Not all wastes are created equal. Know the differences between medical, hazardous, and pharmaceutical wastes.
The U.S. is responsible for producing a hopping 220 million tons of waste a year. Because of this, both the government and environmental associations have developed numerous methods of dealing with the problem through waste management. Waste management is a rather complex issue that encompasses several industries, and the type of waste determines how and when it should be disposed of, and in what manner. Here are the key differences.
Hazardous waste is a rather broad category, but is defined as any type of waste that poses either a substantial or potential threat to public health and the environment. This includes explosive waste, flammable liquids and solids, waste that is poisonous and toxic, and of course, waste that is infectious.
Once a material is deemed no longer useful and is ready for disposal, it is necessary to consider whether it can be safely and legally put in a dumpster for landfilling, poured down the drain, or set aside as a hazardous waste for special disposal. You should always refer to local and federal laws to see how to dispose of hazardous waste.
Technically speaking, medical waste is hazardous waste. There are many terms used to identify medical waste, including infectious waste, biological waste, medical waste, hospital waste, medical hazardous waste, microbiological waste, pathological waste, and red bag waste. Medical waste comes in several forms, including solid and liquid. Solid waste includes culture media, personal protective equipment that has been contaminated, and other materials, like sharps, pipette tips, glassware and more. Liquid waste includes blood, blood products, and bodily fluids. The Environmental Protection Agency has the authority to regulate biohazardous waste management under the Resource Conservation and Recovery Act. Occupational Safety and Health Administration (OSHA) is the primary authority for regulating workplace standards and employee health and safety.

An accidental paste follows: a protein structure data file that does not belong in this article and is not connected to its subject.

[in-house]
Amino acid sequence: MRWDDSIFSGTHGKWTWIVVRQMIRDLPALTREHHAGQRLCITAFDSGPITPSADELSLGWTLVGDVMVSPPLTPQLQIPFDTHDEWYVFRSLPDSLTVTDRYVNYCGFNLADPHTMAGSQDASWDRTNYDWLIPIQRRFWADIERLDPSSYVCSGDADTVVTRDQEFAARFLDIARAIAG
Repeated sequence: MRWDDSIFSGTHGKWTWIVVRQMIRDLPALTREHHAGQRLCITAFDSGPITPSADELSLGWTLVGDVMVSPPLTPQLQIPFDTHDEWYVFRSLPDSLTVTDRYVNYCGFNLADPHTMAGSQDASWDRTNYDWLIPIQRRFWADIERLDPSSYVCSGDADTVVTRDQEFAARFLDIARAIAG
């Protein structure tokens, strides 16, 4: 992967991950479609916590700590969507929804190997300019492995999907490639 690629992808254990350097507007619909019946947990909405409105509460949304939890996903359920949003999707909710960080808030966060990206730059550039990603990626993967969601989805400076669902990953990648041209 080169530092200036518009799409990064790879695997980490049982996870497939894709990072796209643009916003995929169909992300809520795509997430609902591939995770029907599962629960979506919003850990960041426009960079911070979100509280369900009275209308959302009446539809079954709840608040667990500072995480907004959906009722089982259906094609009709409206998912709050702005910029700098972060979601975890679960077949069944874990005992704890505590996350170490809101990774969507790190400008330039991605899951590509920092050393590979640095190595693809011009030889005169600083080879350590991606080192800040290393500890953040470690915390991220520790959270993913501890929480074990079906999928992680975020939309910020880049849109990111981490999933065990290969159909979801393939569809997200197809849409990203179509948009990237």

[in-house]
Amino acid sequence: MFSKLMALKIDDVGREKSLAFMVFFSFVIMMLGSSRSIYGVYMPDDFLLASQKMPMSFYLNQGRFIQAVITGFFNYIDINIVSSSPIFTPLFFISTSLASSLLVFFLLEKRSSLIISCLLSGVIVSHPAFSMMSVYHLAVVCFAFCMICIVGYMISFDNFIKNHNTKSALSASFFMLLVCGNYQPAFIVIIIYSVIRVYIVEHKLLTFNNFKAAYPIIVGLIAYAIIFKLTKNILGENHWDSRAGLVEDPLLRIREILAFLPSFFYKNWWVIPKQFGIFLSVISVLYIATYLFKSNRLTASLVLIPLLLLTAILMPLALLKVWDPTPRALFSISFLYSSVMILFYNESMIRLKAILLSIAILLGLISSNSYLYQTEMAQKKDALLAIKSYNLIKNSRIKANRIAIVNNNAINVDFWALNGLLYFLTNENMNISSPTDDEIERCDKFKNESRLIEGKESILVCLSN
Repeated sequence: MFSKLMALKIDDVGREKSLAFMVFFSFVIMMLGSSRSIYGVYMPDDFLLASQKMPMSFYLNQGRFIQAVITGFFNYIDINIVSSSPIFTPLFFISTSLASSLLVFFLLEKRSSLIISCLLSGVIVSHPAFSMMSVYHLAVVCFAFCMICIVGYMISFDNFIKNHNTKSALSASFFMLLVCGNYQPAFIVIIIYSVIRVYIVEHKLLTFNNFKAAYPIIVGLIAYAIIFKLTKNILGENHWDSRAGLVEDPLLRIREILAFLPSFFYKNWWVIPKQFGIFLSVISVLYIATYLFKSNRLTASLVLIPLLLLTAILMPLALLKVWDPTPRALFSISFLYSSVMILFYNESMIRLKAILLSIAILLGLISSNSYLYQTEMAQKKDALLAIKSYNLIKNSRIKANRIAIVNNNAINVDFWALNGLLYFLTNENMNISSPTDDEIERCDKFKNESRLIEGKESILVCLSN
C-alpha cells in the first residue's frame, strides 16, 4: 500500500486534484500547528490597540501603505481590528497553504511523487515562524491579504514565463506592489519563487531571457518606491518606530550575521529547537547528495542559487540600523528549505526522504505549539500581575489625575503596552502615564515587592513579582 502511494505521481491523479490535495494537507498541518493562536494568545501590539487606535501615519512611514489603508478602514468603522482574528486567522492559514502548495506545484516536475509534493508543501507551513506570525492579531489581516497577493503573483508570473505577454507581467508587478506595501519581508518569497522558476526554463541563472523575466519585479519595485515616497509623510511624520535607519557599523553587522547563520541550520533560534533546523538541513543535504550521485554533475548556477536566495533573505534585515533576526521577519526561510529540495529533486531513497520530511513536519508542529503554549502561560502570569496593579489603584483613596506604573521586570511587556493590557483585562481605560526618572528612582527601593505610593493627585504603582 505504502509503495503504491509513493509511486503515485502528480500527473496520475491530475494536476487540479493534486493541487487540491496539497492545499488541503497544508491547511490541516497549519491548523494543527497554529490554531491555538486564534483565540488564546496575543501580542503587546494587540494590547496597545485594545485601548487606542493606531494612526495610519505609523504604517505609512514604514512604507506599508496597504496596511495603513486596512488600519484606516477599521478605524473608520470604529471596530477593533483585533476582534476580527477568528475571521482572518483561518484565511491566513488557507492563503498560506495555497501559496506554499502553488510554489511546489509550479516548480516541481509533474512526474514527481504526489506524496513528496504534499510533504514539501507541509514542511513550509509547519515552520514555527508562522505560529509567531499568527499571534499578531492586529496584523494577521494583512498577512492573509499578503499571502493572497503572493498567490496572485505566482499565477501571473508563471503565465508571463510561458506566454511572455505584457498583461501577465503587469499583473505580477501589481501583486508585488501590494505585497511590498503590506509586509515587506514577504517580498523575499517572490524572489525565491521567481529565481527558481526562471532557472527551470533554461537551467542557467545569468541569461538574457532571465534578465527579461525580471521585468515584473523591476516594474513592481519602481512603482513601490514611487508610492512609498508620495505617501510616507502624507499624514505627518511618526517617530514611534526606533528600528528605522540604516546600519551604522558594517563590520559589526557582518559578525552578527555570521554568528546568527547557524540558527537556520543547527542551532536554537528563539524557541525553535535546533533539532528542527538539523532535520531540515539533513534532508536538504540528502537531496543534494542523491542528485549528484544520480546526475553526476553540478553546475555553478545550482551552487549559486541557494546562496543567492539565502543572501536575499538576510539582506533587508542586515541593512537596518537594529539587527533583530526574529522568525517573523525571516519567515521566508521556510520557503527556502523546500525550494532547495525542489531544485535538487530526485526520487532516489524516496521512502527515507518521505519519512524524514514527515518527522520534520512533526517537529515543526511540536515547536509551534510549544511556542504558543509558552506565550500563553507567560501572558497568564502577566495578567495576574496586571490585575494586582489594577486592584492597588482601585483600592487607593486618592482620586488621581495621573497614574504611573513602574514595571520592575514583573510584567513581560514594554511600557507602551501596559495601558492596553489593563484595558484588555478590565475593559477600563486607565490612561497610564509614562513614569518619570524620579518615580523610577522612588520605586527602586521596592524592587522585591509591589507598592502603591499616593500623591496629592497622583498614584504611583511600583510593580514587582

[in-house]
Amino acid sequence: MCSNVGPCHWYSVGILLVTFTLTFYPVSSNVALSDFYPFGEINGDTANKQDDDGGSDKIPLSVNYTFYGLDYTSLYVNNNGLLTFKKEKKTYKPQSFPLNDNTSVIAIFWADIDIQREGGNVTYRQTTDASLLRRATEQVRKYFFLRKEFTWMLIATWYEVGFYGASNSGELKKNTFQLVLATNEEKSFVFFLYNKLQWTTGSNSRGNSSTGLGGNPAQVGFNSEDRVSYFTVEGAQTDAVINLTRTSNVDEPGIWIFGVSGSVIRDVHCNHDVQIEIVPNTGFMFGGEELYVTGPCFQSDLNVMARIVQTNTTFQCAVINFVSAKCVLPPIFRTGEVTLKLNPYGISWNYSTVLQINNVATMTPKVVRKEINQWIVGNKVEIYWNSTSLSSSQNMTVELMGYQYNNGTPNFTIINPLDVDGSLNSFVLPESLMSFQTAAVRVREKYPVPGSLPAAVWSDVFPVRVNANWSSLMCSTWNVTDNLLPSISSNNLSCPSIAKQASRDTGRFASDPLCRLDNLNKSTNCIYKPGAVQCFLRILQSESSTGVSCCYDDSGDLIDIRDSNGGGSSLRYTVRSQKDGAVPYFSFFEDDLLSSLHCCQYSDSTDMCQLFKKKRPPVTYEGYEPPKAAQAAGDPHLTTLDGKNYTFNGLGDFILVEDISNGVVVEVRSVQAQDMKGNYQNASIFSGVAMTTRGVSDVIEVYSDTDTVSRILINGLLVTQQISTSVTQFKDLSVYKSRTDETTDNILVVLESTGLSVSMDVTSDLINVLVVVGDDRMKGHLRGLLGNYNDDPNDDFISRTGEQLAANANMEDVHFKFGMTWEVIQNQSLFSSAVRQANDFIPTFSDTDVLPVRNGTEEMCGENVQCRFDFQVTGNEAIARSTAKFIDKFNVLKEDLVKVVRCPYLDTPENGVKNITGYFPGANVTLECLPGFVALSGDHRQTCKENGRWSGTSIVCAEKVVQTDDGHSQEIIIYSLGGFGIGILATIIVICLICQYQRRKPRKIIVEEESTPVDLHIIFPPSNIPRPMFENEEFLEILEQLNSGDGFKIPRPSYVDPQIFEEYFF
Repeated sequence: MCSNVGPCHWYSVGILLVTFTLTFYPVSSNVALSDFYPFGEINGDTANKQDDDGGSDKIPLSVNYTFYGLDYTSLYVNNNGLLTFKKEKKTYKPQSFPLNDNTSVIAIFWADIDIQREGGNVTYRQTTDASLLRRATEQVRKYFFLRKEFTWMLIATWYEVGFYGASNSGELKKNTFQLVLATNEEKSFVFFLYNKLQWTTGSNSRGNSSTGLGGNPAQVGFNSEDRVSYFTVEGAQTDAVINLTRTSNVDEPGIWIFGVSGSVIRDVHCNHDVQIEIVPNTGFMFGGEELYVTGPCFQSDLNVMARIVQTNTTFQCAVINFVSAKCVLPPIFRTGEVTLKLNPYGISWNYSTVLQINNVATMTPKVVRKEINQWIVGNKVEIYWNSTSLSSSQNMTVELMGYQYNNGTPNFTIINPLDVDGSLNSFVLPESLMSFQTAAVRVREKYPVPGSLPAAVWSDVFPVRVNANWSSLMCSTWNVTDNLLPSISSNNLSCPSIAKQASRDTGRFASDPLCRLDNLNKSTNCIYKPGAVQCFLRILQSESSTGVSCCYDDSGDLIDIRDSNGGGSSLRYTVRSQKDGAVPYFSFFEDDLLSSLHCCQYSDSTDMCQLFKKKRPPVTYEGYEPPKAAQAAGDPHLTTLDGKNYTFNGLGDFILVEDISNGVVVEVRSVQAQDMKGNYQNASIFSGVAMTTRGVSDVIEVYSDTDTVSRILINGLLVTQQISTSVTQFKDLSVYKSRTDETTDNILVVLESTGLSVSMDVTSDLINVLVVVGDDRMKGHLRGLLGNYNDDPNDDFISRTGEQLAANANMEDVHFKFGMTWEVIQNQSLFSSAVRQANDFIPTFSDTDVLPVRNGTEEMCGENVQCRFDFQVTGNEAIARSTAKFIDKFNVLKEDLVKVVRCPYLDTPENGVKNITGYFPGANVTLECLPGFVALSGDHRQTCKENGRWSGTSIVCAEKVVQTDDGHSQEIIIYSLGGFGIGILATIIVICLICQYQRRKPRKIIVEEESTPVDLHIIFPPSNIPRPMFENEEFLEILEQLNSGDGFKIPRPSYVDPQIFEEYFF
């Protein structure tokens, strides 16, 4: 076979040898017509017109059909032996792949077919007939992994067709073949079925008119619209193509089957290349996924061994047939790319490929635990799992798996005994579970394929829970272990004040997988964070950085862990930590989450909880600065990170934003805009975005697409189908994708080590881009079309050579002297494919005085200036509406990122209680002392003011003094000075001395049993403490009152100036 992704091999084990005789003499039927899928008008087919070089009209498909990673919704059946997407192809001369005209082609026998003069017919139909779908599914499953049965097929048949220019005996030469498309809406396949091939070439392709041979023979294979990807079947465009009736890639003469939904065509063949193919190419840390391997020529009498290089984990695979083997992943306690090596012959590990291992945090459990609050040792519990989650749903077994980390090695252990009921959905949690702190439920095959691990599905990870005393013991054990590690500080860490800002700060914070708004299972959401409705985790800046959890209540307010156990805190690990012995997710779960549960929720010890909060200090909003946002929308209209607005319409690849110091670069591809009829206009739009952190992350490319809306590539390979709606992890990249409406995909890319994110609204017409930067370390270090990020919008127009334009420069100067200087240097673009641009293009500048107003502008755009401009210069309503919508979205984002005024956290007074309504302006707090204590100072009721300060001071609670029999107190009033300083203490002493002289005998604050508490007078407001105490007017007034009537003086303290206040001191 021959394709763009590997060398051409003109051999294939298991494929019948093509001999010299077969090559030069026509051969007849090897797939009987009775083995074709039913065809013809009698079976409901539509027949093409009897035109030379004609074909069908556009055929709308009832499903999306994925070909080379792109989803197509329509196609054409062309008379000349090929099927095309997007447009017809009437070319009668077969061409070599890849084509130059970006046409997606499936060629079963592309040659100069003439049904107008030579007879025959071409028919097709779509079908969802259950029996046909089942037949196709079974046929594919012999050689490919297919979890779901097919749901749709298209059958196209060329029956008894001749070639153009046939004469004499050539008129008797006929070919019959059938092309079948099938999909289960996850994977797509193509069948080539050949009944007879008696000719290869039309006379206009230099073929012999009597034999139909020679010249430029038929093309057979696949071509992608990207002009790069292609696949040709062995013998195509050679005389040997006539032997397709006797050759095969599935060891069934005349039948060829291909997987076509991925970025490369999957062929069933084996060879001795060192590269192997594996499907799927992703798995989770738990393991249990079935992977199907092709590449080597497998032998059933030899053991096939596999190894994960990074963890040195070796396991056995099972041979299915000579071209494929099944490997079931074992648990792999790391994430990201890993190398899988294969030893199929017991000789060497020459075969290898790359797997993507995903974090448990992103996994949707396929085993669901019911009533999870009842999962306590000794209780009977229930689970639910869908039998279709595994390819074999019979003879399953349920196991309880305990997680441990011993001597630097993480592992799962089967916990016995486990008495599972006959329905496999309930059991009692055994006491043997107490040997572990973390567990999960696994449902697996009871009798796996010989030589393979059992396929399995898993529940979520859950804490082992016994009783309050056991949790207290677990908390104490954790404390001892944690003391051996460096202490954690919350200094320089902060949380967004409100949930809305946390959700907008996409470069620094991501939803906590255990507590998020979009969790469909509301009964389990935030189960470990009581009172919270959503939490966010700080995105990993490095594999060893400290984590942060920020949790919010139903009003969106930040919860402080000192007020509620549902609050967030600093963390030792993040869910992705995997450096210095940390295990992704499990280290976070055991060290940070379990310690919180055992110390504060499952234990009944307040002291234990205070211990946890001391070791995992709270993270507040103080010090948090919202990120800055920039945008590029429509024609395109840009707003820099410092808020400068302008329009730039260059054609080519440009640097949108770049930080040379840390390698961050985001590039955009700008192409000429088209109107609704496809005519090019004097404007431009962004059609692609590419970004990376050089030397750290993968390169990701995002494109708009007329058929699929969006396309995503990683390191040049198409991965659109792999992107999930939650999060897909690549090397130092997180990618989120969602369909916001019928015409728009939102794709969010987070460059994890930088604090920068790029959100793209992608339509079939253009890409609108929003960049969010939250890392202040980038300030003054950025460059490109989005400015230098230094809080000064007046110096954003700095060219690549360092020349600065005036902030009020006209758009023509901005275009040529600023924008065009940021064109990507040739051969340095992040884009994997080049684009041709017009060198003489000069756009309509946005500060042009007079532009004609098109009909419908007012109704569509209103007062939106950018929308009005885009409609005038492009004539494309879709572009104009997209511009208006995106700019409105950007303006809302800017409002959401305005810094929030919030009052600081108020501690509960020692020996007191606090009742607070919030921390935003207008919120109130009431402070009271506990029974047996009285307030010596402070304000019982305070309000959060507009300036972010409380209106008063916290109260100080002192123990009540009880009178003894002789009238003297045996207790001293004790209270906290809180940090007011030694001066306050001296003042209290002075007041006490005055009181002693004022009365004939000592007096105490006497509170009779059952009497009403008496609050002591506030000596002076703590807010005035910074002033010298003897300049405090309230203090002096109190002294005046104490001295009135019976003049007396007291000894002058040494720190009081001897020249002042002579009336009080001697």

Like medical waste, pharmaceutical waste can also be considered hazardous waste. Unused pharmaceuticals are a hazard for abuse and are a threat to the environment if disposed of improperly. Reliable and concrete statistics are hard to come by, but it’s a safe assumption that we, as consumers, are responsible for a hefty percentage of the pharmaceutical and personal care products that wind up in lakes, rivers, and streams. In a typical U.S. household, the medicine cabinet is full of unused and expired drugs, only a fraction of which get disposed of appropriately.
While the FDA has and still recommends flushing certain medications, the best course of action is to research a take-back program. Law enforcement, public health, and environmental professionals feel that these programs are the safest and most responsible way to dispose of unwanted and expired medicines to protect your family and to protect our waters.
Knowing and understanding the different types of waste will help mitigate environmental risks as well as keep you in compliance. Don’t takes guesses about the waste you produce. Know where to find the resources and technical assistance to help health care facilities comply with the law and protect the environment.
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